Improving Aboriginal adult literacy rates: What potential does the ‘Yes, I Can!’ Adult literacy campaign have for reducing offending and improving interactions with the criminal justice system in NSW Aboriginal communities? Report to the Criminology Research Advisory Council

Improving Aboriginal adult literacy rates: What potential does the ‘Yes, I Can!’ Adult literacy campaign have for reducing offending and improving interactions with the criminal justice system in NSW Aboriginal communities? Report to the Criminology Research Advisory Council Report

  • Author(s): Wise, Jenny, Nickson, Ray, Harris, Bridget, Boughton, Bob, Beetson, Jack
  • Published: 2018
  • Publisher: University of New England

Abstract: This research addresses the overarching question: What impact has the Literacy for Life Foundation (LFLF) ‘Yes, I Can!’ adult literacy campaign had on Aboriginal members’ encounters with the criminal justice system in the NSW towns of Bourke and Enngonia? ‘Yes, I Can!’ uses a campaign model to raise the adult literacy rate within a community. It was introduced in Wilcannia in 2012, and extended to Bourke and Enngonia Aboriginal communities in 2013-14, running four different times in Bourke and once in Enngonia. The team identified the following research questions: 1. Has the campaign facilitated improved interactions with officials in the justice system? 2. Has participation in the campaign influenced how community members access legal resources and advocacy? 3. Do informants see any change in the frequency of encounters with the justice system following participation in the campaign? 4. Does participation influence how criminal justice officials respond to individual community members? Overall, the interview results indicate that the ‘Yes, I Can!’ campaign has impacted positively on the communities of Bourke and Enngonia. Interview participants cited a range of social benefits for individuals in the campaign, such as empowerment, increased self-esteem, greater engagement and interaction with both the wider community and also within family units in terms of engaging and promoting the importance of literacy. Greater opportunities for employment and access to services such as health services were also cited as benefits of the campaign.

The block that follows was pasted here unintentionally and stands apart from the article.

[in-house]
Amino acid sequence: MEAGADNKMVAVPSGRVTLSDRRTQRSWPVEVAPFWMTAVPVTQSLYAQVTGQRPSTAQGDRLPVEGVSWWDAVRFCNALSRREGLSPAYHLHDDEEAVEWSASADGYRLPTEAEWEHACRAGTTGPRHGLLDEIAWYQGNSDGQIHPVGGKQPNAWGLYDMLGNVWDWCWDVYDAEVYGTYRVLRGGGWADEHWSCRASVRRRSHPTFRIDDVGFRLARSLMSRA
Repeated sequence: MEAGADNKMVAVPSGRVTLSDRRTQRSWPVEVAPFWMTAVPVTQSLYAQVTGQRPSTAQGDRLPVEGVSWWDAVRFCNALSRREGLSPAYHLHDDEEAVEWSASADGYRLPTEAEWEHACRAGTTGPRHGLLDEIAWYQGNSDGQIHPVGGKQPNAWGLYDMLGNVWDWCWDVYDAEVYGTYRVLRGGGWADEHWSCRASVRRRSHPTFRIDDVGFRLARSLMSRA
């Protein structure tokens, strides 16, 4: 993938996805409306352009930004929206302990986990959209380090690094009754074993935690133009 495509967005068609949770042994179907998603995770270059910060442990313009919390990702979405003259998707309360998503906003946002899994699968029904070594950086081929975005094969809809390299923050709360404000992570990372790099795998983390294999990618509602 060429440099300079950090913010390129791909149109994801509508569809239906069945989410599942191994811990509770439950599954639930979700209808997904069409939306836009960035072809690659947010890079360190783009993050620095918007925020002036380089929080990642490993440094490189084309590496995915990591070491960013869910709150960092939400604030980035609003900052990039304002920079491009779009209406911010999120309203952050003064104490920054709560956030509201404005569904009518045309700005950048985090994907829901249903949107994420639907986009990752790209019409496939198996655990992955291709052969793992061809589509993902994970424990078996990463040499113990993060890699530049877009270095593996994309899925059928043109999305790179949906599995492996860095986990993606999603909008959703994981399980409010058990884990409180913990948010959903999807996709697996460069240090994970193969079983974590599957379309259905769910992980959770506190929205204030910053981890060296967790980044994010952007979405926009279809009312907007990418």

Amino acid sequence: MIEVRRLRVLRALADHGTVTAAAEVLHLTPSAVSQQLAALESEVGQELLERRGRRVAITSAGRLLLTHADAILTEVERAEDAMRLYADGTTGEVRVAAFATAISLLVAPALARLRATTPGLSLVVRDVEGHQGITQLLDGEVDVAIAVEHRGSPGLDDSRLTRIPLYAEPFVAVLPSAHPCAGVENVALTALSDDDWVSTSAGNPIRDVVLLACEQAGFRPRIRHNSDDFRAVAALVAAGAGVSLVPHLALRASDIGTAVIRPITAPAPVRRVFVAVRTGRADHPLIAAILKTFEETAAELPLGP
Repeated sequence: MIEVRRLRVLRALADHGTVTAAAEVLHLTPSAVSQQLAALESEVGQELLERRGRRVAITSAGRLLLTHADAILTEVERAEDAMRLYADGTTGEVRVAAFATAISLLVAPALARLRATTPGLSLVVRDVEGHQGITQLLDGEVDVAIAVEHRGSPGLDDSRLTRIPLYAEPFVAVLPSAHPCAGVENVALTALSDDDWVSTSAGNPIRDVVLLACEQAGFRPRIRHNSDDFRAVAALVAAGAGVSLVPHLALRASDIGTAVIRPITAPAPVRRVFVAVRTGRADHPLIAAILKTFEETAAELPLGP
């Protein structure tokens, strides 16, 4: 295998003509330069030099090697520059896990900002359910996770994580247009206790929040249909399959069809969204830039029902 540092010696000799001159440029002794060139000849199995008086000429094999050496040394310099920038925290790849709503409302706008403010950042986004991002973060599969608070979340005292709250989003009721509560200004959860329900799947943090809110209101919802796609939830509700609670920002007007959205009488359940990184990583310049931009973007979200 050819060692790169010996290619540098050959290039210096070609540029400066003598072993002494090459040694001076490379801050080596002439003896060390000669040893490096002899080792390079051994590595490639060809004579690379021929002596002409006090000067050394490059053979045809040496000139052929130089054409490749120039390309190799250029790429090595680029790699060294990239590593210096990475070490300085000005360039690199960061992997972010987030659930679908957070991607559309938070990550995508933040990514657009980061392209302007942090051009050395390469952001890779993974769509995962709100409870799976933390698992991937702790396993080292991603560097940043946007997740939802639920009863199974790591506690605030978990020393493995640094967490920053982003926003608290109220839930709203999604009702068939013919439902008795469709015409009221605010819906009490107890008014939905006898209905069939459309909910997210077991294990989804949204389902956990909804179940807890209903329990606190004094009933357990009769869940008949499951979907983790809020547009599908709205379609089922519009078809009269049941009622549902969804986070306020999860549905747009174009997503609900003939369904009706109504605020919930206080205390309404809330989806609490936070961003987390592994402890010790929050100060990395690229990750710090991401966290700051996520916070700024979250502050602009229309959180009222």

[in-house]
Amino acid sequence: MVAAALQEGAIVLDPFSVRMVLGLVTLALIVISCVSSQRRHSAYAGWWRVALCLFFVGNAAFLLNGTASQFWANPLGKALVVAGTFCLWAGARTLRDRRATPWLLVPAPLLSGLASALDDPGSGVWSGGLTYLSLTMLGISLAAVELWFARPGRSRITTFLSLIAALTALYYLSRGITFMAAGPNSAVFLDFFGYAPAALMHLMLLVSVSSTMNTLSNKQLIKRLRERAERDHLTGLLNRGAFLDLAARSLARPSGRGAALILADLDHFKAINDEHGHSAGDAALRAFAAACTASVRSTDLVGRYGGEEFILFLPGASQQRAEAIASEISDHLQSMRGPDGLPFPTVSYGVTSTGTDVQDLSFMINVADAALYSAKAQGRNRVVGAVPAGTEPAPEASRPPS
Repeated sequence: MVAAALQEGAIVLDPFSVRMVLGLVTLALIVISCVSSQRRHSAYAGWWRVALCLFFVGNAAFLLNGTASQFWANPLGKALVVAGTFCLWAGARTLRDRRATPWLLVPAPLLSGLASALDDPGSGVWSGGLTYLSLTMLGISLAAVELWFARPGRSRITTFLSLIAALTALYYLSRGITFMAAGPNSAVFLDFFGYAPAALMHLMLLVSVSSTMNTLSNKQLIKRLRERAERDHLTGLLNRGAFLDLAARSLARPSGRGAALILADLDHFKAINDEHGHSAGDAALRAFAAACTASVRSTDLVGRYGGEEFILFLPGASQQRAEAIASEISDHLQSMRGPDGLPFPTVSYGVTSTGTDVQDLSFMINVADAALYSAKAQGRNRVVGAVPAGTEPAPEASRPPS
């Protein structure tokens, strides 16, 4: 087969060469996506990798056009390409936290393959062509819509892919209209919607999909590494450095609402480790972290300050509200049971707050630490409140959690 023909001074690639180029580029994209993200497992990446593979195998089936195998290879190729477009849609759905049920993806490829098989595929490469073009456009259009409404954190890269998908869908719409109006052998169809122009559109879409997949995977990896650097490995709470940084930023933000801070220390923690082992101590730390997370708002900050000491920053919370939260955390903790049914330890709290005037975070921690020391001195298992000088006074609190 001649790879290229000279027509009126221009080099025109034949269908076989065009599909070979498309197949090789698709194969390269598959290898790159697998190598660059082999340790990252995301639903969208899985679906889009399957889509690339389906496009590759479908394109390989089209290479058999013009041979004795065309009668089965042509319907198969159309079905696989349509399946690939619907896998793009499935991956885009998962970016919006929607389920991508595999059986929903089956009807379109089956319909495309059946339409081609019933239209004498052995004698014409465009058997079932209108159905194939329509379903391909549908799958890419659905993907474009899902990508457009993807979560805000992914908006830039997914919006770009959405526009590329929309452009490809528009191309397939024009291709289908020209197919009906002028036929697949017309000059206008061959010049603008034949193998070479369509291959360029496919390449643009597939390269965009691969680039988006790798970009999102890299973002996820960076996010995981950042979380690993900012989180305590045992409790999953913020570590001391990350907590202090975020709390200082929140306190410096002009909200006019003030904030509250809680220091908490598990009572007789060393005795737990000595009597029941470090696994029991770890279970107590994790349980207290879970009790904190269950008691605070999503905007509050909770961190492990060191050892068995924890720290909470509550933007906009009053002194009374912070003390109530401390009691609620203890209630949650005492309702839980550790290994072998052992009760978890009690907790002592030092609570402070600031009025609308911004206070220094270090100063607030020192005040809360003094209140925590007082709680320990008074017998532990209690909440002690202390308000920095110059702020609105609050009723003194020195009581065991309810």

Cite this document

Suggested Citation
Wise, Jenny, Nickson, Ray, Harris, Bridget, Boughton, Bob, Beetson, Jack, 2018, Improving Aboriginal adult literacy rates: What potential does the ‘Yes, I Can!’ Adult literacy campaign have for reducing offending and improving interactions with the criminal justice system in NSW Aboriginal communities? Report to the Criminology Research Advisory Council, Report, viewed 09 August 2022, https://www.nintione.com.au/?p=14205.

Endnote Mendeley Zotero Export Google Scholar

Share this page

Search again